English Research Process: Academic Research

Aren't all libraries and research the same?

In short: no.  Academic libraries are specifically created to support a university or college.  This table, created by librarians at Kent State University and Bowling Green, gives a quick overview of some of the differences.  BGSU and KSU also created this handout, listing the top 10 things it's important to know about undergraduate research.

Academic research requires that you not only read materials and report your findings, but also that you develop and express your own ideas on the subject beyond what you've read, heard, or seen.

It's all about the content

Some of the main things that are unique to academic libraries are:

  1. Size - academic libraries can be huge.  Newman Library has five floors that are open to the public, and holds over 1 million volumes.
  2. Call numbers - academic libraries use the Library of Congress Call Number system, rather than Dewey. Literature (fiction, poetry and drama) will not be shelved alphabetically by the author's last name.
  3. Holdings -  academic libraries do carry some popular materials, but their main focus is on helping students and faculty with research.  The majority of an academic library's "stuff" will be academically oriented.
  4. Online materials - academic libraries spend millions of dollars every year for subscriptions to databases containing everything from videos to newspaper articles to peer-reviewed materials.  The libraries pay for the subscriptions so you, the user, don't have to pay for individual articles.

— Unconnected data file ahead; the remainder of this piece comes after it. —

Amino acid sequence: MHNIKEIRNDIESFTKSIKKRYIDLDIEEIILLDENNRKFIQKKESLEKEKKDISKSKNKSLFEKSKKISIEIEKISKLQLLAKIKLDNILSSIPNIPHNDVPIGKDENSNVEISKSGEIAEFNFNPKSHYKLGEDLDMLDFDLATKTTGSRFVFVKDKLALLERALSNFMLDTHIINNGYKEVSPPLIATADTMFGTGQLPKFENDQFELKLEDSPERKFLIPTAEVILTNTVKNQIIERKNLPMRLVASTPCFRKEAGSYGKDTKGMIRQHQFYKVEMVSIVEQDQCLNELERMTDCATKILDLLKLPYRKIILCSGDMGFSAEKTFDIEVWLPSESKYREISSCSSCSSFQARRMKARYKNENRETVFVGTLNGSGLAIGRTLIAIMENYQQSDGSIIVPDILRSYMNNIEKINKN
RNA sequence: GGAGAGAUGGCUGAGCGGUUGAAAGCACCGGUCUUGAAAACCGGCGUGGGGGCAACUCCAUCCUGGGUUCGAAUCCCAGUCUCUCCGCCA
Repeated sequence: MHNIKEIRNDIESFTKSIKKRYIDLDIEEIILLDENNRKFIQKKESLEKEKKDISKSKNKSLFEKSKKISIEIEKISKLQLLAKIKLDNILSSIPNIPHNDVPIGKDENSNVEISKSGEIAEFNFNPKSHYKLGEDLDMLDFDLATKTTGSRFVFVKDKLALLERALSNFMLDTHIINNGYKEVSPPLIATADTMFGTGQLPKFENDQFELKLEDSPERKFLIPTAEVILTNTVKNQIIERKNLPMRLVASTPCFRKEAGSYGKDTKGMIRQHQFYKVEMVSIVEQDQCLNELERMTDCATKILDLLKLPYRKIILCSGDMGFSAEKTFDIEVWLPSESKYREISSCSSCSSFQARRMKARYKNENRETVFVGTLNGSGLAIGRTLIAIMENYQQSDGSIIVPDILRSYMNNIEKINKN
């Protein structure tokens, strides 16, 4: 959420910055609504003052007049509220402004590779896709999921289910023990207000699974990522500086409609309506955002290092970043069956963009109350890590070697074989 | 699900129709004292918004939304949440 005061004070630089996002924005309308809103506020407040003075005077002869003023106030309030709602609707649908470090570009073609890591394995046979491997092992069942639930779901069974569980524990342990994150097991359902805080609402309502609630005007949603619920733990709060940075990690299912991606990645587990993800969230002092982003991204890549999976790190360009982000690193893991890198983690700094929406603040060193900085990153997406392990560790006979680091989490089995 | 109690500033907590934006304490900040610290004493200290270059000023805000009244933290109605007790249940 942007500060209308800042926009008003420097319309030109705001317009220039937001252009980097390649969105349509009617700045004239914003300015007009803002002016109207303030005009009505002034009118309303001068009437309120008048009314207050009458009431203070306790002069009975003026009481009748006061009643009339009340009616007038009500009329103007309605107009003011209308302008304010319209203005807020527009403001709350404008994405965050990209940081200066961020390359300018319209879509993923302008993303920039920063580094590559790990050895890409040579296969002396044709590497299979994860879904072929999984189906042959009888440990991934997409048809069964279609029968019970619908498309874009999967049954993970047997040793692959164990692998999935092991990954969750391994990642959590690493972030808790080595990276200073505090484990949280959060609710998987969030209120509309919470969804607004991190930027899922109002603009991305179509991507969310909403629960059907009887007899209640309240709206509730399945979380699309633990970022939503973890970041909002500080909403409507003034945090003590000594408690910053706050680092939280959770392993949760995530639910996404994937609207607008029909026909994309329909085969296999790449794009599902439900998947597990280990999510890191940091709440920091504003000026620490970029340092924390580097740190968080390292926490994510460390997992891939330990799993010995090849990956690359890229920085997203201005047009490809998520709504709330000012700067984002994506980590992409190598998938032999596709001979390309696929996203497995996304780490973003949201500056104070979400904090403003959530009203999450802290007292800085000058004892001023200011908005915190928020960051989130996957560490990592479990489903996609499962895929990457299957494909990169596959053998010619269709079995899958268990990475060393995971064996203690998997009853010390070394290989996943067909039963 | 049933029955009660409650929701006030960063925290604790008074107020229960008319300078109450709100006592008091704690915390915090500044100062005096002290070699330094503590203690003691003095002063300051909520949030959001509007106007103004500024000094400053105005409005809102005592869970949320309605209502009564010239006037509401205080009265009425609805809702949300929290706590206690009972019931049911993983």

VT University Libraries

Virginia Tech's Blacksburg campus actually has three libraries on it.  Newman is the main library.  It holds the vast majority of our physical collection.

The other two libraries are the Art and Architecture Library in Cowgill Hall, and the Vet Med Library in the Veterinary Medicine Building.

In addition to the three library buildings, VT Libraries also have an online space where you can search for books and other physical objects, hunt through databases for online articles and journals, and access many other library services from whereever you have internet access.

Picking Your Topic IS Research

One of the big differences in college versus high school research is the process involved.

This video by NCSU Libraries does a great job of describing that process.

Using Sources in your paper

Now that you understand what plagiarism is, how citations work, and why they are both important, how do you tie all this together in your paper. This 5 minute video will help to properly incorporate sources into your paper at an academic level.